New York State regulators denies application for $1 billion Williams Pipeline project off Rockaway Beach

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Courtesy of Stop the Williams Pipeline Coalition

New York State rejected the application for the controversial Williams Pipeline, also known as the Northeast Supply Enhancement Project, the $1 billion pipeline that would have transported fracked natural gas from Pennsylvania under New York Harbor terminating just over three miles off Rockaway Beach.

More than 60 elected officials — including City Councilman Costa Constantinides, state Senator Joseph Addabbo and Comptroller Scott Stringer — had announced their opposition to the 24-mile pipeline along with 250 organizations and nearly 20,000 who stand against the project.

National Grid had warned the pipeline was necessary to provide guaranteed service to new gas customers, including Governor Andrew Cuomo’s $1.18 billion Belmont Park redevelopment plan. Environmentalists warned the project would prolong dependence on fossil fuels instead of moving towards a clean energy future and that construction would pollute the waters by kicking up toxic heavy metals in the sediment.

“As currently conceived in the application, construction of the NESE pipeline project is projected to result in water quality violations and fails to meet New York State’s rigorous water quality standards,” the state Department of Environmental Conservation said in a statement released Wednesday. “Specifically, construction of the proposed project would result in significant water quality impacts from the re-suspension of sediments and other contaminants, including mercury and copper.”

Stringer called the decision a major victory.

“We’ve been outspoken in opposition to the pipeline from the beginning, and I am so proud of the coalition of dedicated advocates who refused to have their voices drowned out be entrenched interests,” he said. “The fossil fuel industry learned an important lesson, they are no match against the people of New York. When we fight back, we win.”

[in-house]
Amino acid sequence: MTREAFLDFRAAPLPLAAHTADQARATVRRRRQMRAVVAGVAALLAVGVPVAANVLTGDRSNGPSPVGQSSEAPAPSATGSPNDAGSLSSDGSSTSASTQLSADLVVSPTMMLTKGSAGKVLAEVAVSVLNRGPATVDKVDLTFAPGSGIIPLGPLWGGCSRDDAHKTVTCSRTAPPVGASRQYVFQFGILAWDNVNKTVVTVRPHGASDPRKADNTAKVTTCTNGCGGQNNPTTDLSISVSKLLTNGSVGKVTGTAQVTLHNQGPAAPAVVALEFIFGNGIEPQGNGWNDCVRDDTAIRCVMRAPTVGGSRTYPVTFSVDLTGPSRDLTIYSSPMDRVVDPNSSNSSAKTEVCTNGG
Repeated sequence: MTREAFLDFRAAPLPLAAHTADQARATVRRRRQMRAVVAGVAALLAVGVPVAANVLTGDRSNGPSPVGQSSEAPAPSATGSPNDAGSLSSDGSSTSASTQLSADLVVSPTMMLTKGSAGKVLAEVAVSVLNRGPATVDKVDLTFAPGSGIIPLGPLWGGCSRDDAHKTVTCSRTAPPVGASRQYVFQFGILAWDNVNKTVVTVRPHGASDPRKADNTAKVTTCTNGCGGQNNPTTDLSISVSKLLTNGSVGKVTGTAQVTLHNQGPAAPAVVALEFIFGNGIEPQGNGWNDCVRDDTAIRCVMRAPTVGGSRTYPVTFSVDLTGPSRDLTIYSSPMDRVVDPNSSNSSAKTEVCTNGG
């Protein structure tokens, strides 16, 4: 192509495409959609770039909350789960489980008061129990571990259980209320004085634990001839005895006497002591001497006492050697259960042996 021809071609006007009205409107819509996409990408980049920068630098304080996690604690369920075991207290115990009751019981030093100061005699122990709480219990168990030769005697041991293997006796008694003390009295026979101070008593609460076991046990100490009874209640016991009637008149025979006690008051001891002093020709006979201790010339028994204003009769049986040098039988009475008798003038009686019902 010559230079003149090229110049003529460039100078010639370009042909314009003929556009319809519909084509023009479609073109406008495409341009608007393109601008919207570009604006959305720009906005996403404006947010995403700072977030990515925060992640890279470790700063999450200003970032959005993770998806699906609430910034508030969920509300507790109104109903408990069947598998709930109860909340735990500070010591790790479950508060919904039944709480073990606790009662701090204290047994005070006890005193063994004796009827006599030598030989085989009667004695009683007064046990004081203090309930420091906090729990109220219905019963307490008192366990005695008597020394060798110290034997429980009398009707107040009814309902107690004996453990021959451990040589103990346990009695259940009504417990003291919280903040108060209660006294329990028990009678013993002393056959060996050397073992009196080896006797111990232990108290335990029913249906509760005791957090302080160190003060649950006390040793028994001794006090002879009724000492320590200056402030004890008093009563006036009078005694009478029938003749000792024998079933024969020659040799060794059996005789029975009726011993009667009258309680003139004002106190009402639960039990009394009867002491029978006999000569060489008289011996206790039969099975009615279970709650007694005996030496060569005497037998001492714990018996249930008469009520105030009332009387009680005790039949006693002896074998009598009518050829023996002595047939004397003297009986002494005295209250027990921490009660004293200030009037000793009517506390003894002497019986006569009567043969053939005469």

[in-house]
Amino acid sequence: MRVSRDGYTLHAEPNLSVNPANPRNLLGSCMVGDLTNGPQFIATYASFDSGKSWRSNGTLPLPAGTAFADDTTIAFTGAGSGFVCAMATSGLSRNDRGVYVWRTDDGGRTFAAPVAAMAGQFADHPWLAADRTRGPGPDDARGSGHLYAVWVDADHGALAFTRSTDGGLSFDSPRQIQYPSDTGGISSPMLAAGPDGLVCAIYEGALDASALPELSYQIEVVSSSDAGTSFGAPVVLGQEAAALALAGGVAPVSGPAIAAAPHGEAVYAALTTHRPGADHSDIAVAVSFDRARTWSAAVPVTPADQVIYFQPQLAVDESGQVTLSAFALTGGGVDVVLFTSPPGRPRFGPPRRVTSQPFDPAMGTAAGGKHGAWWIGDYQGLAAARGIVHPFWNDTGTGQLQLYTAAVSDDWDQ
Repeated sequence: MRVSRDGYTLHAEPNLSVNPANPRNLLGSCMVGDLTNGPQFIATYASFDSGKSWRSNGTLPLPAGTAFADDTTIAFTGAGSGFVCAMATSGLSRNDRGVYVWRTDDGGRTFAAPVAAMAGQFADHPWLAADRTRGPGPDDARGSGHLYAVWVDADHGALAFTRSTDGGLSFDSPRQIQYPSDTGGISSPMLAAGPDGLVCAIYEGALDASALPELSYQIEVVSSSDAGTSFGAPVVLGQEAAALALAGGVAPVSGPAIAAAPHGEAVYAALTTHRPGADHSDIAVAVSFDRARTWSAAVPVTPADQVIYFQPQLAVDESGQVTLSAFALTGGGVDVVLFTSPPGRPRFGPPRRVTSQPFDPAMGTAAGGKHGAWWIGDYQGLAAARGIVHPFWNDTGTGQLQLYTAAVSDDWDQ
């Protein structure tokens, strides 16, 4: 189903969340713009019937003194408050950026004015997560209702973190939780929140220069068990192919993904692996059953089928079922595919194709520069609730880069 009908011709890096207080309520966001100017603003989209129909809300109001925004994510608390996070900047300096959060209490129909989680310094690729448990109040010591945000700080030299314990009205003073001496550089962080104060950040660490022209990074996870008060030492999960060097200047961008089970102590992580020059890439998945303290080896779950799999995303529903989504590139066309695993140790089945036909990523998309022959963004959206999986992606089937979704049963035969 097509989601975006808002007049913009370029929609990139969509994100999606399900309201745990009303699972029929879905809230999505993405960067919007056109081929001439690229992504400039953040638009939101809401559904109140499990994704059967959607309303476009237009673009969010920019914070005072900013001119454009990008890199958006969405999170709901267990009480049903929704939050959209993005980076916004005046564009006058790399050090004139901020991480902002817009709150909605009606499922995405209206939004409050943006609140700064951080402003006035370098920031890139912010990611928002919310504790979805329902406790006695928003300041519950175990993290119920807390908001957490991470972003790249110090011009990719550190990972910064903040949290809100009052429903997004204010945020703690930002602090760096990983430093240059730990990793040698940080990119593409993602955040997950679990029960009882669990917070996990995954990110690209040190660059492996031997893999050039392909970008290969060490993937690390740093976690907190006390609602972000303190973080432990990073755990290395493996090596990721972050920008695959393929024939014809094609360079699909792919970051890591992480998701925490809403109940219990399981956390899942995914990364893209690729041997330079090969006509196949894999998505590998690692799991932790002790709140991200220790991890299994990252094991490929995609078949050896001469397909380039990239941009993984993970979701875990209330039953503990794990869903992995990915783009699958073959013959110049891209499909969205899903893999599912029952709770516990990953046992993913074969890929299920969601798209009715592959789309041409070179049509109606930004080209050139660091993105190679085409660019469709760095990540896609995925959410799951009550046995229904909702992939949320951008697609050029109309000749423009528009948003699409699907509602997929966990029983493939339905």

The fight is far from over because the DEC rejection was “without prejudice” meaning the Oklahoma-based Williams Transco could reapply.

“The Department of Conservation raised a minor technical issue with our application for water quality certification,” Williams Transco spokesman Chris Stockton said. “Our team will be evaluating the issue and resubmitting the application quickly. We are confident that we can be responsive to this technical concern, meet our customer’s in-service date and avoid a moratorium that would have a devastating impact on the regional economy and environment.”

National Grid expressed confidence that the project will proceed on schedule and be in service by 2021.

“Until we have greater certainty around the project’s application approval timeline, we will continue to advise all new commercial and residential applicants that our ability to provide firm gas service is contingent on the timely construction of NESE,” a National Grid spokeswoman said.

Opposition to the project will continue, according to Stringer.

“Today we celebrate. But tomorrow we must get back to work fighting for the urgent action that our climate crisis demands,” Stringer said. “We must invest in renewable energy, combat pollution, develop pathways for green and sustainable infrastructure, and do everything in our power to protect our people and the planet for generations to come.”